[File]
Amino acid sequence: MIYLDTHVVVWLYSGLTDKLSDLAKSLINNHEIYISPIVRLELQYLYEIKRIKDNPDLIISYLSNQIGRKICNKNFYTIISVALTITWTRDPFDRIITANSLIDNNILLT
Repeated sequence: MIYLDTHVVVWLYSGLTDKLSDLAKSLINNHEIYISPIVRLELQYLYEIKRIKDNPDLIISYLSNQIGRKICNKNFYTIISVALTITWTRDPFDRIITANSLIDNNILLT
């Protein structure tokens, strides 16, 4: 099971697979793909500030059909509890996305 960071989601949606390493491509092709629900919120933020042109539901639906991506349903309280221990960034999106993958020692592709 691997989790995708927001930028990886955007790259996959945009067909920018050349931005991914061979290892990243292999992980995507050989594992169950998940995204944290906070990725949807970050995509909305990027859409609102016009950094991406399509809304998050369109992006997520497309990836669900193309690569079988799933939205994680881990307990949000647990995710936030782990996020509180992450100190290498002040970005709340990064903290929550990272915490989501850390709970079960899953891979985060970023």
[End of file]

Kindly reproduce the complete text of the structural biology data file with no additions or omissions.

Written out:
Amino acid sequence: MIYLDTHVVVWLYSGLTDKLSDLAKSLINNHEIYISPIVRLELQYLYEIKRIKDNPDLIISYLSNQIGRKICNKNFYTIISVALTITWTRDPFDRIITANSLIDNNILLT
Repeated sequence: MIYLDTHVVVWLYSGLTDKLSDLAKSLINNHEIYISPIVRLELQYLYEIKRIKDNPDLIISYLSNQIGRKICNKNFYTIISVALTITWTRDPFDRIITANSLIDNNILLT
């Protein structure tokens, strides 16, 4: 099971697979793909500030059909509890996305 960071989601949606390493491509092709629900919120933020042109539901639906991506349903309280221990960034999106993958020692592709 691997989790995708927001930028990886955007790259996959945009067909920018050349931005991914061979290892990243292999992980995507050989594992169950998940995204944290906070990725949807970050995509909305990027859409609102016009950094991406399509809304998050369109992006997520497309990836669900193309690569079988799933939205994680881990307990949000647990995710936030782990996020509180992450100190290498002040970005709340990064903290929550990272915490989501850390709970079960899953891979985060970023």